Ottawa

Ottawa optometrist shares tips for masking up without foggy glasses

Dr. Shawn Charland, an optometrist with Eyedocs Ottawa, has some practical solutions that may banish foggy lenses for good.

Masks and cold weather are a bad combo for frustrating whiteouts

An Iowa City man's glasses fog up while he takes a winter walk in 2011. Foggy glasses have become a more frequent issue now with mask wearing during the COVID-19 pandemic. (Chip Somodevilla/Getty Images)

Bespectacled Ottawans are familiar with the seasonal problem of foggy lenses — even short walks in the winter cause cloudy glasses indoors which can take a couple of very long minutes to clear. 

Now with COVID-19 and mask wearing, that milky white irritation has only worsened.

Outside and masked up, updrafts of breath can cause condensation to freeze on the inside of glasses, necessitating the need for a fingernail scrape.

Or sometimes our heavy sighs can cause glasses to fog up inside, especially while trying to find something in particular at the grocery store.

While mask fit is a leading factor, Dr. Shawn Charland, an optometrist with Eyedocs Ottawa, has some other practical solutions that may banish foggy lenses for good — and help people from getting SARS-CoV-2 on their faces.

He shared these tips with CBC Radio's All in A Day in early December:

Tape, tape, tape 

Charland spends every work day up close to people's eyes wearing a mask, his glasses and an added layer of eye protection to stay safe during the pandemic. 

"So [there's] definitely potential for some serious fog to roll in," he told host Alan Neal.

His best tip is one he uses himself at the office: medical-grade tape to stick his paper mask to the bridge of his nose.

"I come to the office with my mask on and I just tape the top of it. I just use your standard medical tape that you use to tape a piece of gauze onto a skinned knee," he said.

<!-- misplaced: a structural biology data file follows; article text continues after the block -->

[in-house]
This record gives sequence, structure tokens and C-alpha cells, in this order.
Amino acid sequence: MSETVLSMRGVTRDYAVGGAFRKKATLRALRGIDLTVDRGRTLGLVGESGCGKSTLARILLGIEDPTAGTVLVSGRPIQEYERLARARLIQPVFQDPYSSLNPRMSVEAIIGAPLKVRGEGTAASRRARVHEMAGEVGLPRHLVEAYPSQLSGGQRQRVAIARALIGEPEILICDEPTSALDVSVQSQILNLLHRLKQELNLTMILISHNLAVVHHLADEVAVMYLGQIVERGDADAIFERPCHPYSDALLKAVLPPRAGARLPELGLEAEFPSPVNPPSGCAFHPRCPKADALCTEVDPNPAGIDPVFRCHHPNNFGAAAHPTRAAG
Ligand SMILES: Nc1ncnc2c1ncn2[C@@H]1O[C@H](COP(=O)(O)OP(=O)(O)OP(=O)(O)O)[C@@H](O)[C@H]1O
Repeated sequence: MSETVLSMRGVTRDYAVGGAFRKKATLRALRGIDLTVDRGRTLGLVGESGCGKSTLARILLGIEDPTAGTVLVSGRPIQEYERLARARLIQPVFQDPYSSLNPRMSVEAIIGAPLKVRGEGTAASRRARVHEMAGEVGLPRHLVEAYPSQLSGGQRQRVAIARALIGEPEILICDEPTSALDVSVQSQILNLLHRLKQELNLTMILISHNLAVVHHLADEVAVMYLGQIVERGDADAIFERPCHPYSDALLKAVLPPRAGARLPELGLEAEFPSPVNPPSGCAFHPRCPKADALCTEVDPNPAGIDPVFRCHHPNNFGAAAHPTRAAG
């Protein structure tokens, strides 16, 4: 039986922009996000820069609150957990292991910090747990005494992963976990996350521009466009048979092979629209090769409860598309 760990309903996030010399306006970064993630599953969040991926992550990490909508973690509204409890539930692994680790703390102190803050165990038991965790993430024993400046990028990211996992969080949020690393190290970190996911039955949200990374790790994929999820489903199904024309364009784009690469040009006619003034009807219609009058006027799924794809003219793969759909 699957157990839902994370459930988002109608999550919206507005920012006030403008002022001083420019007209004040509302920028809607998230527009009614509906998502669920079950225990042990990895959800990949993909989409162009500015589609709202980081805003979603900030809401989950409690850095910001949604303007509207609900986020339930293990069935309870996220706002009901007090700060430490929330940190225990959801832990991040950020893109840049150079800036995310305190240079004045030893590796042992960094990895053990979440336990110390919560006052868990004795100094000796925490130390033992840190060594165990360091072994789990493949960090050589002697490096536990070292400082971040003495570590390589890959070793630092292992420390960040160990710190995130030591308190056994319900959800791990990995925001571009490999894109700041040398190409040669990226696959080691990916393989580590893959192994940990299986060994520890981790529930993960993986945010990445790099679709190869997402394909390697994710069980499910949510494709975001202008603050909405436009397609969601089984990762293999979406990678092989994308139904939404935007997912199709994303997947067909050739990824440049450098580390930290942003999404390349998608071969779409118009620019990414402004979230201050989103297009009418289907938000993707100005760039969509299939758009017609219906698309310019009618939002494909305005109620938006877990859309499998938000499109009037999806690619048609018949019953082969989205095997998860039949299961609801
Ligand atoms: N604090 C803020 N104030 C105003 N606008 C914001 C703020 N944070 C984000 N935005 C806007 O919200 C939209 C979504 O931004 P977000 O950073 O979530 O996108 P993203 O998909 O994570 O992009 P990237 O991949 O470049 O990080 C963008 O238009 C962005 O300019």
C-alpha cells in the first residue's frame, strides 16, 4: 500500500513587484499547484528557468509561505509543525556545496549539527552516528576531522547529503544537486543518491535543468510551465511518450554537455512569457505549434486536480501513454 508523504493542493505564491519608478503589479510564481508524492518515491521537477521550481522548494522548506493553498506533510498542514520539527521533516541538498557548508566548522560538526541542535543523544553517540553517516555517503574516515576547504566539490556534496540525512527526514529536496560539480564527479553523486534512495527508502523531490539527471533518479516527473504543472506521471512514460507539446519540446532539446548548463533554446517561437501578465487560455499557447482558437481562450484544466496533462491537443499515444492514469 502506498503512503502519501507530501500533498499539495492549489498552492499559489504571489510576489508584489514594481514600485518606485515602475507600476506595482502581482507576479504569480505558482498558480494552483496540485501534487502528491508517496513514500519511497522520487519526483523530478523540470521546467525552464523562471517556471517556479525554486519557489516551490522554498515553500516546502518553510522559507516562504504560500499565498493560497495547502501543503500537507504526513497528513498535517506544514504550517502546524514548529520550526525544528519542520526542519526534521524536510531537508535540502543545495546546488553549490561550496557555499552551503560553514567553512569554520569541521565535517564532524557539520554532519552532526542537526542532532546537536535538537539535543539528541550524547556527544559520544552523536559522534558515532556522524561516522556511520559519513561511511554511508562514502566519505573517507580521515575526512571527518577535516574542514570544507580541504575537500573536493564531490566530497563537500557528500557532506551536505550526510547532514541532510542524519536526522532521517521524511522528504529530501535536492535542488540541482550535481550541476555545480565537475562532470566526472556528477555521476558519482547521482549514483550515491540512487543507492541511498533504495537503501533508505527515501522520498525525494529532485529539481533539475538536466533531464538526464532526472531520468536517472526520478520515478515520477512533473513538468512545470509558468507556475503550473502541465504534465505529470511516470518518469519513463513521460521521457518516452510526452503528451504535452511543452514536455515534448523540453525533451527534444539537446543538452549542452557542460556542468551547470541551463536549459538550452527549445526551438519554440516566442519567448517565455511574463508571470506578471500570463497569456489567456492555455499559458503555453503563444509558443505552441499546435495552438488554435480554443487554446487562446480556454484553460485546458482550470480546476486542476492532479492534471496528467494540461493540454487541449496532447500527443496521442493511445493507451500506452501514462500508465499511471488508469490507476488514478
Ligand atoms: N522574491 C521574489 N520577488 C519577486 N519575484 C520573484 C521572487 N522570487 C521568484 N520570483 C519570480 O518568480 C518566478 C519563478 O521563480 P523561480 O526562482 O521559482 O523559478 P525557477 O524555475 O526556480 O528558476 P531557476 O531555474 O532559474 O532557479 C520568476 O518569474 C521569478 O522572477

A colleague uses Scotch Tape, which he said seems to work equally well.

As an added bonus, he said tape stops his mask from moving around as much so he touches it less and it stays cleaner.

Try an anti-fogging cloth

While it might sound gimmicky, Charland swears anti-fogging cloths do seem to help prevent cloudy lenses.

He said he's used one of these cloths with a built-in anti-fogging agent every day since June.

"It doesn't work 100 per cent perfectly, but it really cuts down on the amount of fogging that you get."

Keeping glasses fog-free can prevent you from touching your face while outside. (Andrew Lee/CBC)

He said each cloth is supposed to last about 500 uses and he's fairly certain his is still going strong.

Several companies make the cloths or other anti-fogging products including Bausch & Lomb, FogBlocker and even Speedo, which makes an anti-fog solution for swimming goggles. 

Experiment with a moisture seal

Charland has heard some people rave about a rolled-up piece of tissue under the top part of the mask to create a seal. 

"I tried that, it didn't work for me."

Tired of contending with foggy glasses while wearing masks? Help is on the way. 9:44

He has also heard of people using a small piece of window insulation to form a moisture seal at the top part of the mask.

"Some folks will take that stuff, they'll cut a strip of it and then use the adhesive side to stick under the top of the inside of their mask," he said.

"I haven't tried that yet but some people swear by it."

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